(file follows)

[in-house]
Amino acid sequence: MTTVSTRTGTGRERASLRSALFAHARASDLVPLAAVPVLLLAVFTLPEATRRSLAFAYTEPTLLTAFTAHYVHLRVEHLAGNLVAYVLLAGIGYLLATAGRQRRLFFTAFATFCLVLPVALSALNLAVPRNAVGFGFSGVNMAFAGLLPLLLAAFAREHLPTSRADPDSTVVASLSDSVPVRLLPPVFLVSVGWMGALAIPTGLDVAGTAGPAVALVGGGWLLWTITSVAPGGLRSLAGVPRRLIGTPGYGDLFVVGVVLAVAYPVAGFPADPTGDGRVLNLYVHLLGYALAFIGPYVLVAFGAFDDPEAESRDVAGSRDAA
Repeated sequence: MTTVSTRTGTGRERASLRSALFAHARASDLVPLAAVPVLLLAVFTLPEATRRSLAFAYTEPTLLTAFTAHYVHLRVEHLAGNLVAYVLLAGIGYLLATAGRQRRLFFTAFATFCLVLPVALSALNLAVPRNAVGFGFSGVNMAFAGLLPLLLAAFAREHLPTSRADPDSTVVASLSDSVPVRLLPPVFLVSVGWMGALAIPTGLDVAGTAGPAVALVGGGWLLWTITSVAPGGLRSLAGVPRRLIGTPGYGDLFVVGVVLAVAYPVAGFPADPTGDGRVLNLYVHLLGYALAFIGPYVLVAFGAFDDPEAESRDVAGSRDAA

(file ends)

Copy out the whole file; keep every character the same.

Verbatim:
[in-house]
Amino acid sequence: MTTVSTRTGTGRERASLRSALFAHARASDLVPLAAVPVLLLAVFTLPEATRRSLAFAYTEPTLLTAFTAHYVHLRVEHLAGNLVAYVLLAGIGYLLATAGRQRRLFFTAFATFCLVLPVALSALNLAVPRNAVGFGFSGVNMAFAGLLPLLLAAFAREHLPTSRADPDSTVVASLSDSVPVRLLPPVFLVSVGWMGALAIPTGLDVAGTAGPAVALVGGGWLLWTITSVAPGGLRSLAGVPRRLIGTPGYGDLFVVGVVLAVAYPVAGFPADPTGDGRVLNLYVHLLGYALAFIGPYVLVAFGAFDDPEAESRDVAGSRDAA
Repeated sequence: MTTVSTRTGTGRERASLRSALFAHARASDLVPLAAVPVLLLAVFTLPEATRRSLAFAYTEPTLLTAFTAHYVHLRVEHLAGNLVAYVLLAGIGYLLATAGRQRRLFFTAFATFCLVLPVALSALNLAVPRNAVGFGFSGVNMAFAGLLPLLLAAFAREHLPTSRADPDSTVVASLSDSVPVRLLPPVFLVSVGWMGALAIPTGLDVAGTAGPAVALVGGGWLLWTITSVAPGGLRSLAGVPRRLIGTPGYGDLFVVGVVLAVAYPVAGFPADPTGDGRVLNLYVHLLGYALAFIGPYVLVAFGAFDDPEAESRDVAGSRDAA